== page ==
Culture

Booze Tattoos: Daniel de Oliveira and Gin Lane

Bartender measuring with a jigger
Daniel de Oliveira of High Proof Chicago.

At an industry seminar several years ago, Daniel de Oliveira first saw “Gin Lane,” one of English painter and engraver William Hogarth’s most famous etchings from the year 1751. It depicts London in the late 17th century, amidst the utter chaos that many people of the era believed gin brought about. The disturbing imagery features the likes of alcoholic mothers pouring gin down the throats of babies, a child competing with a dog for a bone to gnaw on, corpses, and a lunatic dancing a jig while holding a spike with an impaled baby on it—you know, just your average uplifting piece of bucolic pastoral artwork. For Leblon Cachaça Brand Ambassador and High Proof Chicago’s Daniel de Oliveira, however, it was captivating. “The minute I saw the image,” he recalls, “I was obsessed with it.”

Like a regular work commute, de Oliveira found himself regularly revisiting the piece in his mind for the following eight years. He thought it would make a great tattoo, so he studied and contemplated it, growing increasingly fascinated by the relationship between politics and booze that fueled and contextualized the piece. “It’s a companion piece to ‘Beer Street,’ where, in contrast to ‘Gin Lane,’ people are civilized; they’re drinking beer and painting, reading,” he says. “Hogarth lived across from a brewery, and his piece was used as propaganda to glamorize beer and make gin look evil.” Its publication was even used to support the Gin Act of 1751, which aimed to reduce gin consumption and distribution. Compelling history aside, the painting speaks to de Oliveira’s lifelong ambition to bartend professionally and the fact that he counts gin among his top three favorite spirits.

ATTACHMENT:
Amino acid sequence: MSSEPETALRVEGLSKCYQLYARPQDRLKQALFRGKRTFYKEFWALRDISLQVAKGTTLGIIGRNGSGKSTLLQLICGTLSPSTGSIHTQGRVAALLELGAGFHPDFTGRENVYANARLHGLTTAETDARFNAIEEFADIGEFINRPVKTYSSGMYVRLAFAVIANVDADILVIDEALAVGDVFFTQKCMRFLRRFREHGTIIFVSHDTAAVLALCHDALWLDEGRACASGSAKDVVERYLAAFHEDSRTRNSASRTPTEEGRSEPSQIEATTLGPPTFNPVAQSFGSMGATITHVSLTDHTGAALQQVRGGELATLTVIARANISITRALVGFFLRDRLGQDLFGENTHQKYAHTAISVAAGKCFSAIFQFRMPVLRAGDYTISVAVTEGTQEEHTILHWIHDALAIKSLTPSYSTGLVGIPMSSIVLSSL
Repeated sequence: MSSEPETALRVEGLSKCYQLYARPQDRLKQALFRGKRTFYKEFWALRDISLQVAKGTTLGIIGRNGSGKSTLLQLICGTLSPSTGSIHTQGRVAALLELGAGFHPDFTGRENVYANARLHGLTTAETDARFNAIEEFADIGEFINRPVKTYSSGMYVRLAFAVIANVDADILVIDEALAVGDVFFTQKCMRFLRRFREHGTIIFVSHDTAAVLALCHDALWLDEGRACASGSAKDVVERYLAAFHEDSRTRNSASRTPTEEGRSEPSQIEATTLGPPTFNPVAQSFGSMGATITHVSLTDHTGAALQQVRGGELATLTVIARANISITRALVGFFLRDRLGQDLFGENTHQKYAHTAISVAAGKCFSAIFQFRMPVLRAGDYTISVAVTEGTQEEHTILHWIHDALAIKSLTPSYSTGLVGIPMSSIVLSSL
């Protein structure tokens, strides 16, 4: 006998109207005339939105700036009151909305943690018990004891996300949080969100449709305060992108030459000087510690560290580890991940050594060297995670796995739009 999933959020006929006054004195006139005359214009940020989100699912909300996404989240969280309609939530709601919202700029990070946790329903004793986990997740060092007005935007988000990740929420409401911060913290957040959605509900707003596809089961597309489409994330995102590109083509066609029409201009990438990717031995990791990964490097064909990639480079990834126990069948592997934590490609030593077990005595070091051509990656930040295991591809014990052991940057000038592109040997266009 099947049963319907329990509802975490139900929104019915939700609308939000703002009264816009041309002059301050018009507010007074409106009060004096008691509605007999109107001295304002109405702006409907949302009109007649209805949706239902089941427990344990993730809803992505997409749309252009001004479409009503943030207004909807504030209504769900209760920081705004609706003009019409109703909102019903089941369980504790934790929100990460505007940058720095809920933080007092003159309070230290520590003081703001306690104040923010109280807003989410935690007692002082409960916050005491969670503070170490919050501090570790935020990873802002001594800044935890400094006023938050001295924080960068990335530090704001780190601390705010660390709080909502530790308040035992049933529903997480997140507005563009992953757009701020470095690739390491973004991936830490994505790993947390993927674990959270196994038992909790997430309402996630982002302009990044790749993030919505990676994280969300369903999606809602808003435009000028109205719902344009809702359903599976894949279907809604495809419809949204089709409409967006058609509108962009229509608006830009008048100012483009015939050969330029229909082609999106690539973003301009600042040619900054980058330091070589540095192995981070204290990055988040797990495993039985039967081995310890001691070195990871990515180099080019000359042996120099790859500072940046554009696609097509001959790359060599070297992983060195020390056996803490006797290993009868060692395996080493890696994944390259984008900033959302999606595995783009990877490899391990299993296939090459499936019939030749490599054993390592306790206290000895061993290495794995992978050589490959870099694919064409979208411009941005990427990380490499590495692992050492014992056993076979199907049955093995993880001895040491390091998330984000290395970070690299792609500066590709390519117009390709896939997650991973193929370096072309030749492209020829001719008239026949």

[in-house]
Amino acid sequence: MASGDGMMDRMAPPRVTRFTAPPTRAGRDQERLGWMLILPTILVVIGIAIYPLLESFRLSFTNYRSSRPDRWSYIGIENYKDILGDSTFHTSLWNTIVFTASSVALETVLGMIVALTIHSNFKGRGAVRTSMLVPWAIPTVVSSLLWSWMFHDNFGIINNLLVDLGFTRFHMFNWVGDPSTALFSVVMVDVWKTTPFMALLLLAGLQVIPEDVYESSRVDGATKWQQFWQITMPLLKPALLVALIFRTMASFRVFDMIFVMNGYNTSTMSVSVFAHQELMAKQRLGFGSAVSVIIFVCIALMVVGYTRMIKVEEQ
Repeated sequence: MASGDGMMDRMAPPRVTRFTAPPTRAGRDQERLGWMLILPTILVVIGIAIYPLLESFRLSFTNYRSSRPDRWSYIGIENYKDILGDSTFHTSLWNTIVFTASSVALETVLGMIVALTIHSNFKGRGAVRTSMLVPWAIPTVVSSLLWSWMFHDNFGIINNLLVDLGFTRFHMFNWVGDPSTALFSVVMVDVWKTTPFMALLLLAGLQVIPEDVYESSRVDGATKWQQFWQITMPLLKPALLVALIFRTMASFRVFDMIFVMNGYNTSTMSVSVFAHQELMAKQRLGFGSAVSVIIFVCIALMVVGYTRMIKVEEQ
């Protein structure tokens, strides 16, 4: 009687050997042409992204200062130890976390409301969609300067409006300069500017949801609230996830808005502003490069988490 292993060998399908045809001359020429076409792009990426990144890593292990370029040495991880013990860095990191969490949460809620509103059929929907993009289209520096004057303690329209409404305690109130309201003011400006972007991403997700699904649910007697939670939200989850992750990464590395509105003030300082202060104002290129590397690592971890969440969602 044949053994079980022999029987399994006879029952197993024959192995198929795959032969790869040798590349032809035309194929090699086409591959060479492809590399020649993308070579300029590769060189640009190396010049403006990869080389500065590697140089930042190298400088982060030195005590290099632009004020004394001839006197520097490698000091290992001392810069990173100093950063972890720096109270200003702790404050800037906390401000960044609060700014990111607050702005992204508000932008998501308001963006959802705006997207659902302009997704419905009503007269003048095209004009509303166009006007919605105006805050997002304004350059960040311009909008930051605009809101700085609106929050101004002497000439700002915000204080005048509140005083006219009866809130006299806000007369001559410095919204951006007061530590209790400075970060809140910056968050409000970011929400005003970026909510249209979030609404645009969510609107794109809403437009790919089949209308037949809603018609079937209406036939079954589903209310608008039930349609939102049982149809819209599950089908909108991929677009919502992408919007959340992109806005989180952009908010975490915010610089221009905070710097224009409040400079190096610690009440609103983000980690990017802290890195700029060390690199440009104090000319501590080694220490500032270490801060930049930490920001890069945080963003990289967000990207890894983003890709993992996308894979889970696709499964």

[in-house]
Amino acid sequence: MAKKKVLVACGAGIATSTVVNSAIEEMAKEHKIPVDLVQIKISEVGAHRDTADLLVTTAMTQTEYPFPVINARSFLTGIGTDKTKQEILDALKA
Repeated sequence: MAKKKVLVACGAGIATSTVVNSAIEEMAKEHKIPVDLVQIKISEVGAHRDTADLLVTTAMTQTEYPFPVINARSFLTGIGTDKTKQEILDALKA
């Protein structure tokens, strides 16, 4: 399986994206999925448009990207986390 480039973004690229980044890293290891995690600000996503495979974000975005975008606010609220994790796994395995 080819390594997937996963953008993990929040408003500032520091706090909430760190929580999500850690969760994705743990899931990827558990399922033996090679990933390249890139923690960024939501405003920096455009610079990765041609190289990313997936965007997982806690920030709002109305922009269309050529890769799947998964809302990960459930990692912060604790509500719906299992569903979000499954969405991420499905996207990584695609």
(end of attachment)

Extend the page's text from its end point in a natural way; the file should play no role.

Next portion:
When the time came for de Oliveira to get inked with Hogarth’s masterpiece, he knew he needed ample space. “It’s a big piece of real estate,” he laughs, “so I went with my ribcage. And initially, I planned on getting ‘Beer Street’ on my other rib cage--the yin and yang of it made it perfect.” After more than 20 hours’ of work required for his “Gin Lane” tattoo, de Oliveira says he no longer wants “Beer Street” on his person. “It really f—ing hurt, and it was well worth it, but I don’t need another.”

With many bartenders like de Oliveira across the country rocking killer body art, we couldn’t resist asking him if he thought there was a special relationship between booze and tattoos-- other than sometimes fueling the decision to get one, obviously. “To permanently brand yourself, to get a stamp on your body like a logo or an alcohol-related one like mine may be easier for bartenders, because we align ourselves with spirits and brands more easily than regular people,” he offers. “We have the opportunity to do things like go to distilleries, which only strengthens our engagement of products and dedication to service. It’s what we do.” Meaningful, captivating boozy tattoos? We’ll drink to that ink.

Tattoo of "Gin Lane," an engraving showing various forms of debaucheryDaniel de Oliveira's "Gin Lane" ribcage tattoo, a tribute to William Hogarth's famous etching.

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